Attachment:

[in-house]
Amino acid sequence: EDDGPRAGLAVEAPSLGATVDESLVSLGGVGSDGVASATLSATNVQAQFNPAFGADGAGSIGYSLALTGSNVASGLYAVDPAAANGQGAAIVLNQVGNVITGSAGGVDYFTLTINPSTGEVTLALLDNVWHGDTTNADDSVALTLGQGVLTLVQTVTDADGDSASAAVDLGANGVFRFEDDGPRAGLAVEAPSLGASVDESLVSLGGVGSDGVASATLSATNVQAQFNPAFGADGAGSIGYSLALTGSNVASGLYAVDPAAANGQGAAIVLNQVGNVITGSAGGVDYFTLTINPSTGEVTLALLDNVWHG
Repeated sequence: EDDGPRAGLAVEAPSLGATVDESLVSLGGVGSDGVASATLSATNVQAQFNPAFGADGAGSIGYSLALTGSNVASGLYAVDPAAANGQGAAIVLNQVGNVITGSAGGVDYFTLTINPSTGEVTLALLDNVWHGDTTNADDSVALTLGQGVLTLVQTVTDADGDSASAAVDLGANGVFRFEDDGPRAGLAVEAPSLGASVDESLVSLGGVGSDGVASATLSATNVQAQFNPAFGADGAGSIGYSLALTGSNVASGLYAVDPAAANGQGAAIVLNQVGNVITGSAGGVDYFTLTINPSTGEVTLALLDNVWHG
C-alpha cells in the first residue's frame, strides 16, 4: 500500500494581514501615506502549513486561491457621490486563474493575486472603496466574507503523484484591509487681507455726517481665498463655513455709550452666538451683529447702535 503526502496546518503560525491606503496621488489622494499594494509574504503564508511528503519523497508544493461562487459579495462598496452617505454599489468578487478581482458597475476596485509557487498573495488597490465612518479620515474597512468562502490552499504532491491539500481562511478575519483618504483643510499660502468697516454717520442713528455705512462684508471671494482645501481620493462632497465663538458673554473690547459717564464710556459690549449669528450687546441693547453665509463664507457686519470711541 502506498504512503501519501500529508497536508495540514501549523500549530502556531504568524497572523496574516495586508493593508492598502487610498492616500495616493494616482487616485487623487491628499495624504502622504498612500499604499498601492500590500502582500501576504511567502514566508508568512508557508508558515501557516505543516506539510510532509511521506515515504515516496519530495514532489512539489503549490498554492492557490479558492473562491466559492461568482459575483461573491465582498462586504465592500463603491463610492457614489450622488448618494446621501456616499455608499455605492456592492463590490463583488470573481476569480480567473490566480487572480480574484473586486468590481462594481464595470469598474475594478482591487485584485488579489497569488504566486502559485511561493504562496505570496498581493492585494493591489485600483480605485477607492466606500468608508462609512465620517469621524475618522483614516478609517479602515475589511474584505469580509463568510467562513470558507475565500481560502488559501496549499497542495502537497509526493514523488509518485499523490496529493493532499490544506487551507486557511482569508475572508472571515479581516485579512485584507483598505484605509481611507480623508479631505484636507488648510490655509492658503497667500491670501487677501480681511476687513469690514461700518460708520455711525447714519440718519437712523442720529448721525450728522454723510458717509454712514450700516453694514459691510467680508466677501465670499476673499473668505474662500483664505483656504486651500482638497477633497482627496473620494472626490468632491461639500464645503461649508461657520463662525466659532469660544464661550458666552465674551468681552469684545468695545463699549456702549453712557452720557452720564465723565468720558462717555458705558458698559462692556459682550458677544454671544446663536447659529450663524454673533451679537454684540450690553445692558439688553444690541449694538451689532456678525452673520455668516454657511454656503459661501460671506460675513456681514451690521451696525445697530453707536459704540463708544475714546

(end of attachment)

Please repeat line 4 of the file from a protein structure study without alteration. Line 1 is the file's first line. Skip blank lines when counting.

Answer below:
C-alpha cells in the first residue's frame, strides 16, 4: 500500500494581514501615506502549513486561491457621490486563474493575486472603496466574507503523484484591509487681507455726517481665498463655513455709550452666538451683529447702535 503526502496546518503560525491606503496621488489622494499594494509574504503564508511528503519523497508544493461562487459579495462598496452617505454599489468578487478581482458597475476596485509557487498573495488597490465612518479620515474597512468562502490552499504532491491539500481562511478575519483618504483643510499660502468697516454717520442713528455705512462684508471671494482645501481620493462632497465663538458673554473690547459717564464710556459690549449669528450687546441693547453665509463664507457686519470711541 502506498504512503501519501500529508497536508495540514501549523500549530502556531504568524497572523496574516495586508493593508492598502487610498492616500495616493494616482487616485487623487491628499495624504502622504498612500499604499498601492500590500502582500501576504511567502514566508508568512508557508508558515501557516505543516506539510510532509511521506515515504515516496519530495514532489512539489503549490498554492492557490479558492473562491466559492461568482459575483461573491465582498462586504465592500463603491463610492457614489450622488448618494446621501456616499455608499455605492456592492463590490463583488470573481476569480480567473490566480487572480480574484473586486468590481462594481464595470469598474475594478482591487485584485488579489497569488504566486502559485511561493504562496505570496498581493492585494493591489485600483480605485477607492466606500468608508462609512465620517469621524475618522483614516478609517479602515475589511474584505469580509463568510467562513470558507475565500481560502488559501496549499497542495502537497509526493514523488509518485499523490496529493493532499490544506487551507486557511482569508475572508472571515479581516485579512485584507483598505484605509481611507480623508479631505484636507488648510490655509492658503497667500491670501487677501480681511476687513469690514461700518460708520455711525447714519440718519437712523442720529448721525450728522454723510458717509454712514450700516453694514459691510467680508466677501465670499476673499473668505474662500483664505483656504486651500482638497477633497482627496473620494472626490468632491461639500464645503461649508461657520463662525466659532469660544464661550458666552465674551468681552469684545468695545463699549456702549453712557452720557452720564465723565468720558462717555458705558458698559462692556459682550458677544454671544446663536447659529450663524454673533451679537454684540450690553445692558439688553444690541449694538451689532456678525452673520455668516454657511454656503459661501460671506460675513456681514451690521451696525445697530453707536459704540463708544475714546